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Photo: Vatuvara
Photo: Vatuvara
Photo: Vatuvara
Photo: Vatuvara
Photo: Vatuvara

As there are 333 islands in this Pacific archipelago, many uninhabited, it isn’t unusual for a billionaire to snap one up for personal use and then turn it into a resort. Malcolm Forbes was known for his parties on Laucala, his vast Fijian landmass in the Lau group now owned by Red Bull CEO Dietrich Mateschitz and open to guests. Canadian entrepreneur David Gilmour, who brought Fiji Water to the world, owns pristine Wakaya Island, which welcomes visitors as the Wakaya Club & Spa. While staying at the latter, Oakley founder James Jannard was also intrigued by the idea of owning an isle and wound up buying four in the northern Lau group. After a five-year process, his retreat, known as Vatuvara, opened as a resort on the 324ha main island, Kaibu.


Guests arrive by way of the resort’s Twin Otter from Nadi’s domestic terminal and are met by general managers Rob and Lynda Miller, whom Jannard hired away from Wakaya. What follows is a fairly wild ride by 4x4s along a curvy path with a few sharp S-turns on the island’s steep hills to the three newly built villas. (Daring guests can request a vehicle to negotiate those turns on their own.) Each villa can be rented separately or together as an all-island buyout.


The most striking villa, not surprisingly, is Jannard’s own, the 400sq m Delana, a hybrid of traditional Fijian thatch on the outside with a largely grey stone and contemporary furniture interior. It feels like a fortress, cool and enclosed, part urban, part island, with a state-of-the-art office on one end and a spa room with massage table and hot tub on the other, plus a deck with plunge pool for contact with the outdoors. The other two villas, Vatu and Saku, are smaller, more open to the outdoors and decorated with a mix of leather furniture, tropical fabrics and dark wood.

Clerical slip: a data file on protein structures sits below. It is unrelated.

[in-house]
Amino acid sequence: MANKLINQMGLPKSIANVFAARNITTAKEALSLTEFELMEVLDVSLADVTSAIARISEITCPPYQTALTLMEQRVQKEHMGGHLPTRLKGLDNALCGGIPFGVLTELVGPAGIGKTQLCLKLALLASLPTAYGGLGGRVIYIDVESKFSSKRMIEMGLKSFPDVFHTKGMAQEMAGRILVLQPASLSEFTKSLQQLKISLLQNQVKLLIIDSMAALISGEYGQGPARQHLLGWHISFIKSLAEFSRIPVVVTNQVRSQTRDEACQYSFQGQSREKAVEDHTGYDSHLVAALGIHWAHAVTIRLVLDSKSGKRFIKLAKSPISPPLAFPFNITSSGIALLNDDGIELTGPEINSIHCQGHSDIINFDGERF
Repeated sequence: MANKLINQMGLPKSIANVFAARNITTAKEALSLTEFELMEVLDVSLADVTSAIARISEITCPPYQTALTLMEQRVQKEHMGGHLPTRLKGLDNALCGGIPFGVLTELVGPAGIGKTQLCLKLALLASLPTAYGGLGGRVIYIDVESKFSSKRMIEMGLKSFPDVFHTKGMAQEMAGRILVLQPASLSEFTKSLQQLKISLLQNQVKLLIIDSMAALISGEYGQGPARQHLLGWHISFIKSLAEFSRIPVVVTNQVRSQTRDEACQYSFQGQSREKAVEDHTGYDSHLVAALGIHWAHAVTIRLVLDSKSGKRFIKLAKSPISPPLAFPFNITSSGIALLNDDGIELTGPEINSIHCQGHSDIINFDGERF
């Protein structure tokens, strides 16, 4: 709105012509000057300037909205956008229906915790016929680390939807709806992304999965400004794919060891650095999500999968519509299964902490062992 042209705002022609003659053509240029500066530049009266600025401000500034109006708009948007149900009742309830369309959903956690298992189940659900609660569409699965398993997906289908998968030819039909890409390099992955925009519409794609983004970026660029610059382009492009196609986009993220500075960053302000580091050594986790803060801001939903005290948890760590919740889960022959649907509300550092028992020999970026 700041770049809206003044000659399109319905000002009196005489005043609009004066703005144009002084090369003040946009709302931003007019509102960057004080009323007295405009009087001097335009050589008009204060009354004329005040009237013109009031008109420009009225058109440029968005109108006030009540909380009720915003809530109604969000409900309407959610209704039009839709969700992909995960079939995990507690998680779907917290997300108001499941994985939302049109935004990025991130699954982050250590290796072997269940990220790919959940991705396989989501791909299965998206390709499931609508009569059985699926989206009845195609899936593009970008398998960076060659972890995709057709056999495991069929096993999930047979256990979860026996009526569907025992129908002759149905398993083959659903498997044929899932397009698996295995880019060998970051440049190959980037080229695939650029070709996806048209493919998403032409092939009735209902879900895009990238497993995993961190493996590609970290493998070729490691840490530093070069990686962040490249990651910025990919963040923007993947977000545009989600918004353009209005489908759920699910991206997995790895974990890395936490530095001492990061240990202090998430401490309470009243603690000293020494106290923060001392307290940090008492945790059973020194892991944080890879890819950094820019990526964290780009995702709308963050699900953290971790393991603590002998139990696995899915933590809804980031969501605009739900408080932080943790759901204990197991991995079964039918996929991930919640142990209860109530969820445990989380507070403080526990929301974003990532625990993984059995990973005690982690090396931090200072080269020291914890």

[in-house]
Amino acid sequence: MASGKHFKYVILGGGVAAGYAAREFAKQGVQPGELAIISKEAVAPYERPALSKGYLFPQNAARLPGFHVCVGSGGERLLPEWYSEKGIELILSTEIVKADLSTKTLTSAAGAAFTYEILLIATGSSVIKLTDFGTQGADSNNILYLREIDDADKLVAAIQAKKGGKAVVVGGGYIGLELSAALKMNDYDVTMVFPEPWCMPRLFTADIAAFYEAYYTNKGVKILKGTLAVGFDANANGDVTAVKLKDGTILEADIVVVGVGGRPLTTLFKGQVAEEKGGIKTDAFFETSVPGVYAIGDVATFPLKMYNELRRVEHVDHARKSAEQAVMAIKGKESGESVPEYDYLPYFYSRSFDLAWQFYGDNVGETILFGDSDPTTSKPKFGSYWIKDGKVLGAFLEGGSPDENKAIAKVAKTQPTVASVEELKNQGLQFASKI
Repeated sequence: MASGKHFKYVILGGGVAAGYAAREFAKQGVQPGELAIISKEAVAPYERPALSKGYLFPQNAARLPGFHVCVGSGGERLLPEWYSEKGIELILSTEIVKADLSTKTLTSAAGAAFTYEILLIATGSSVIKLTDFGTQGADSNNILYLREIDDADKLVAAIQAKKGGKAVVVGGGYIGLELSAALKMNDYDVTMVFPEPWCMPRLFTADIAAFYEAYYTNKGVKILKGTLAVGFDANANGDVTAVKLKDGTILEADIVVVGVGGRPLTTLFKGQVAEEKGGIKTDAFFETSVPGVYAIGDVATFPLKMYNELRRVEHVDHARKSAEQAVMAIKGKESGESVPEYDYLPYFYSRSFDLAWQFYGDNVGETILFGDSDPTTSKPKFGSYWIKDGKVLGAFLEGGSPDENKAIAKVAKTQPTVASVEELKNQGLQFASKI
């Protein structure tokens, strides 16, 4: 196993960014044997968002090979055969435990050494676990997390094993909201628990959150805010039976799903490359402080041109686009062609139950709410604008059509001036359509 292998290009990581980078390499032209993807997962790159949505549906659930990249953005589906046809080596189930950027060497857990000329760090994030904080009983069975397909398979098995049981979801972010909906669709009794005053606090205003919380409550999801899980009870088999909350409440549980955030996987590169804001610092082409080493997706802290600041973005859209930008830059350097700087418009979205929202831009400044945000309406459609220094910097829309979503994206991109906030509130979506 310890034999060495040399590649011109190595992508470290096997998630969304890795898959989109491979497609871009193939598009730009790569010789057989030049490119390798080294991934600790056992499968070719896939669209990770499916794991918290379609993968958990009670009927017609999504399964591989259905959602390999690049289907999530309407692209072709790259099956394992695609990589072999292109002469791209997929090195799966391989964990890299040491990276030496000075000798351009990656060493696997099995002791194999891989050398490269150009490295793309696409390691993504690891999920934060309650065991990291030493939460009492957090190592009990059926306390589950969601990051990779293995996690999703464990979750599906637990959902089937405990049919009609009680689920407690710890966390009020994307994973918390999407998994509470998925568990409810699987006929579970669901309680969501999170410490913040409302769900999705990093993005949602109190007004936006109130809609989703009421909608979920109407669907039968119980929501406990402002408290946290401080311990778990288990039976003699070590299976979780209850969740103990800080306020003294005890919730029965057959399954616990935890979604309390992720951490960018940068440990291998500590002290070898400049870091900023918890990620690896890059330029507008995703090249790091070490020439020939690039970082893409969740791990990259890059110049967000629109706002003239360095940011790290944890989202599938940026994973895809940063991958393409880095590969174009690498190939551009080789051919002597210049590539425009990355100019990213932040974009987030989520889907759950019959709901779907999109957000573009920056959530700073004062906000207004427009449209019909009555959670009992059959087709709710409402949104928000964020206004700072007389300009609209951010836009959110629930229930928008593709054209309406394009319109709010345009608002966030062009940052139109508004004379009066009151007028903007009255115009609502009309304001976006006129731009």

During the day, snorkelling in the clear turquoise waters offshore complements excursions on the 11m boat to find sailfish, wahoo, tuna or marlin. The availability of that fresh fish and Lynda Miller’s organic gardens provide the basis for culinary offerings that include sashimi and ceviches but also BBQ short ribs, wood- fired pizza, paellas and more, all served by the cosseting staff. That staff, in fact, is as memorable as the design or the views – characteristically warm in the Fijian way. And good voices all, they sing a haunting version of the traditional farewell song “Isa Lei” that will stay with you long after the Twin Otter takes off for the start of the journey home.


Date visited: October 2015


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